So now, as I walk through the aisle of the local supermarket, I don’t see cereal or juice or margarine. I see GMO grain (General Mills Cheerios), high fructose corn syrup and artificial flavoring (majority of juice) and a chemical crapstorm (margarine). To navigate through this “food” is exhausting and at this point in time, there is absolutely no way (for us) to completely avoid all the crap masquerading as food. If I could afford to buy myself a farm, grow my own fruit and vegetables and had all the time in the world to make every single thing my family ate from scratch, I would do it.

Unfortunately, it’s 2014, not 1914. We can’t do that so I do the best with what I’ve got. I avoid overly processed foods like the plague. I avoid artificial flavorings, preservatives, additives, and processed and low/no-fat stuff like the plague. It’s nothing but chemicals and our bodies were not designed to metabolize chemicals. So yes, I feed my family actual butter instead of partially hydrogenated soybean (which did you know is one of the biggest GMO crops out there?) oil and water, which is what you may know as margarine. I also buy as much local produce as possible from the various farmer’s markets in my area and I buy majority of our meat from a local butcher.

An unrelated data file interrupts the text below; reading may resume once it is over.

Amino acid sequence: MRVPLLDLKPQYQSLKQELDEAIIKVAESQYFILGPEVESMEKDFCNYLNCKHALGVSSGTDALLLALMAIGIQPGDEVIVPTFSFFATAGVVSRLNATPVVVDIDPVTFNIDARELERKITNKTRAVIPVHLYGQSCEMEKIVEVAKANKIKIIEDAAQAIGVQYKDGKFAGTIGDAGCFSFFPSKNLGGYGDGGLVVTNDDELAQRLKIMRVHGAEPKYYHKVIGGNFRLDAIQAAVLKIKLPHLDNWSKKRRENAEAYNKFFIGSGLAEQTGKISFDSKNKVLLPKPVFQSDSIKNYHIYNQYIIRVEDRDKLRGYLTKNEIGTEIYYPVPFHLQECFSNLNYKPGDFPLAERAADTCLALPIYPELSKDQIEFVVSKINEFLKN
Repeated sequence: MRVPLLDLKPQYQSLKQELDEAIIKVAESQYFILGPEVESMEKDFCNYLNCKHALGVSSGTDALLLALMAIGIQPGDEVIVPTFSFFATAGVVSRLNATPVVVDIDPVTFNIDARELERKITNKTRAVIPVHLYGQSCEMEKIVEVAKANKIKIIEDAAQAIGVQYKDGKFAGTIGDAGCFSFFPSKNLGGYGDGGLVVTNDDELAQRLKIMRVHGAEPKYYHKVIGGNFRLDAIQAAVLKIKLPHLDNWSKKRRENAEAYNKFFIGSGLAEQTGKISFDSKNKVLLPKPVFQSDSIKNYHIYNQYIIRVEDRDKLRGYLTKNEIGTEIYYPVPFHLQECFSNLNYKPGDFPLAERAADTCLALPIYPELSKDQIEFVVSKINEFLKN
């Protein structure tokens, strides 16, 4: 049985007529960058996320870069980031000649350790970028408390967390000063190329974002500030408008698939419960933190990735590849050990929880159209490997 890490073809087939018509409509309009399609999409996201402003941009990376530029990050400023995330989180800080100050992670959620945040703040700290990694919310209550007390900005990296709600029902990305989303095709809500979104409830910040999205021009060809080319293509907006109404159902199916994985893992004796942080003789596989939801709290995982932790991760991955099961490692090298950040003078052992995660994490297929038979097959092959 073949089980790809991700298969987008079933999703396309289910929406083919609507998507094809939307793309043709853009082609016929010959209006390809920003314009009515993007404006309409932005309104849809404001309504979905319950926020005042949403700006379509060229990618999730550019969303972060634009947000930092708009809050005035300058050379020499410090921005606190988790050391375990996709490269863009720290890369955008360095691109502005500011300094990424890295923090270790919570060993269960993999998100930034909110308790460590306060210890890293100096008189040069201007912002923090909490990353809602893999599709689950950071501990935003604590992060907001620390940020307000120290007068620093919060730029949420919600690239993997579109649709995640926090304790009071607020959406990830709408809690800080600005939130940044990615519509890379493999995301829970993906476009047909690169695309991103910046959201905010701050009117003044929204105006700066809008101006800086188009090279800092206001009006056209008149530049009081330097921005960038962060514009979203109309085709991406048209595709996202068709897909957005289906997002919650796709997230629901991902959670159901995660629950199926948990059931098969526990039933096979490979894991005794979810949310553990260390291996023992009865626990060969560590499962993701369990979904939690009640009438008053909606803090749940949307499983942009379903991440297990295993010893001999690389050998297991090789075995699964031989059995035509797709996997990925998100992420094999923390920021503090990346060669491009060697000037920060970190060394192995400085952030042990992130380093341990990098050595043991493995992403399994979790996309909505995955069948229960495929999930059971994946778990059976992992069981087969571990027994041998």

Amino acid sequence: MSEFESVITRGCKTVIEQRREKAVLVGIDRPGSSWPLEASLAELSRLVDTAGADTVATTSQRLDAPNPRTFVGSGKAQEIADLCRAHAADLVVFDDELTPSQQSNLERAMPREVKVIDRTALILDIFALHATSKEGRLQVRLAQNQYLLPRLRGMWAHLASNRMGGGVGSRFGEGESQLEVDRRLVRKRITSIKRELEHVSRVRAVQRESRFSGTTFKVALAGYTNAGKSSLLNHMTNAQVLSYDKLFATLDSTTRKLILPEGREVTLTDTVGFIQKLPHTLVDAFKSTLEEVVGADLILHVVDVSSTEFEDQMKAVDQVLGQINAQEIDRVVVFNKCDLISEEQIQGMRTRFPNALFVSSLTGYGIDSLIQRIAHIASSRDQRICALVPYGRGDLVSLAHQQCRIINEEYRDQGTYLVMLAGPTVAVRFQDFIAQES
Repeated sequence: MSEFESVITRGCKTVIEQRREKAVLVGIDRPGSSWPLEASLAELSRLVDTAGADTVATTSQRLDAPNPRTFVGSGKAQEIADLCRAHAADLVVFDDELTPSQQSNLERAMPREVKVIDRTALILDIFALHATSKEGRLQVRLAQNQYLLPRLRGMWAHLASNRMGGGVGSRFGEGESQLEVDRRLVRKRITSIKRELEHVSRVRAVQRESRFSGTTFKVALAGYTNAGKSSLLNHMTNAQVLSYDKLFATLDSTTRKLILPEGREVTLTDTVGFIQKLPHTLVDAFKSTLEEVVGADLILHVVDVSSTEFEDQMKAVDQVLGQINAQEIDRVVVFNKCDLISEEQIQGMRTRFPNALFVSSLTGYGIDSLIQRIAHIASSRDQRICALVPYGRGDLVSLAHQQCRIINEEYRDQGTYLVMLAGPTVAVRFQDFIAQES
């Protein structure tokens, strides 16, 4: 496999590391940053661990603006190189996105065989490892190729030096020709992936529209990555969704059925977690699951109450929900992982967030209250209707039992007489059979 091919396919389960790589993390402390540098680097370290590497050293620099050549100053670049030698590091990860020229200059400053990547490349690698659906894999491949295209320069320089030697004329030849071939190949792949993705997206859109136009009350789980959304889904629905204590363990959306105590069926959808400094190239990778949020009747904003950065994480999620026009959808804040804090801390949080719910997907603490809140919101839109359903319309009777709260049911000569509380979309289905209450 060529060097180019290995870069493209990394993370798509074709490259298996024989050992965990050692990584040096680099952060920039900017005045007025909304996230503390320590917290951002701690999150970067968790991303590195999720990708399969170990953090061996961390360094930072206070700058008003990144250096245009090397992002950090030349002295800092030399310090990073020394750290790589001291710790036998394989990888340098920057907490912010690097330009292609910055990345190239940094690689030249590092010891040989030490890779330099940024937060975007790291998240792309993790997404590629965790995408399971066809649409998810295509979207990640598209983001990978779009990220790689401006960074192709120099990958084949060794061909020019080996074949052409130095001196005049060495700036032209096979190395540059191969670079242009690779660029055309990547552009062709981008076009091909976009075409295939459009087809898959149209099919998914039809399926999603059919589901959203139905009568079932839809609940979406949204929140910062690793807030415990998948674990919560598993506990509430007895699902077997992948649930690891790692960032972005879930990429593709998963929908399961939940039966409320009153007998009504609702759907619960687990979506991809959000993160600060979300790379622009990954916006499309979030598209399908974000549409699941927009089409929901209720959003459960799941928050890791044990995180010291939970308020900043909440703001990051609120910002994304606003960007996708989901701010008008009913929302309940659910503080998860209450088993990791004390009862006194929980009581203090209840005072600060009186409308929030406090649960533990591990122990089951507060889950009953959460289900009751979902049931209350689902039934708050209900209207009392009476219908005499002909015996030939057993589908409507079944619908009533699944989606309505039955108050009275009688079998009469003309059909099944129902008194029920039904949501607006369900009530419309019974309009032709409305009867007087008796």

I try not to buy products owned by Big Food (General Mills, Kellogg’s, ConAgra,

Isn't this terrifying?

Isn’t this terrifying?

MARS, Unilever, Nestle, Coca-Cola, PepsiCo, Mondelez – formerly Kraft, etc) but even that is damn near impossible. Look at the image to the left. Those corporations don’t care about your health. They care about profit. And they’re sneaky. I thought I had found the spaghetti jackpot when I discovered Muir Glen Organic tomato sauce and paste. I read the label, saw none of the companies in the image to your left, and felt good about my find. Until I found out that Muir Glen is distributed by Small Planet Foods, which is owned by… wait for it… General Mills. Same with Cascadian Farms, another former favorite of mine, and most recently, GM’s newest acquisition, Annie’s Homegrown. The same General Mills that has put millions into keeping GMO labeling off the labels of your food.

Is your head spinning? Welcome to my world every two weeks! Ridiculous, isn’t it?

For the Beauty of the Earth

“I’m so glad I live in a world where there are Octobers.” – Lucy Maud Montgomery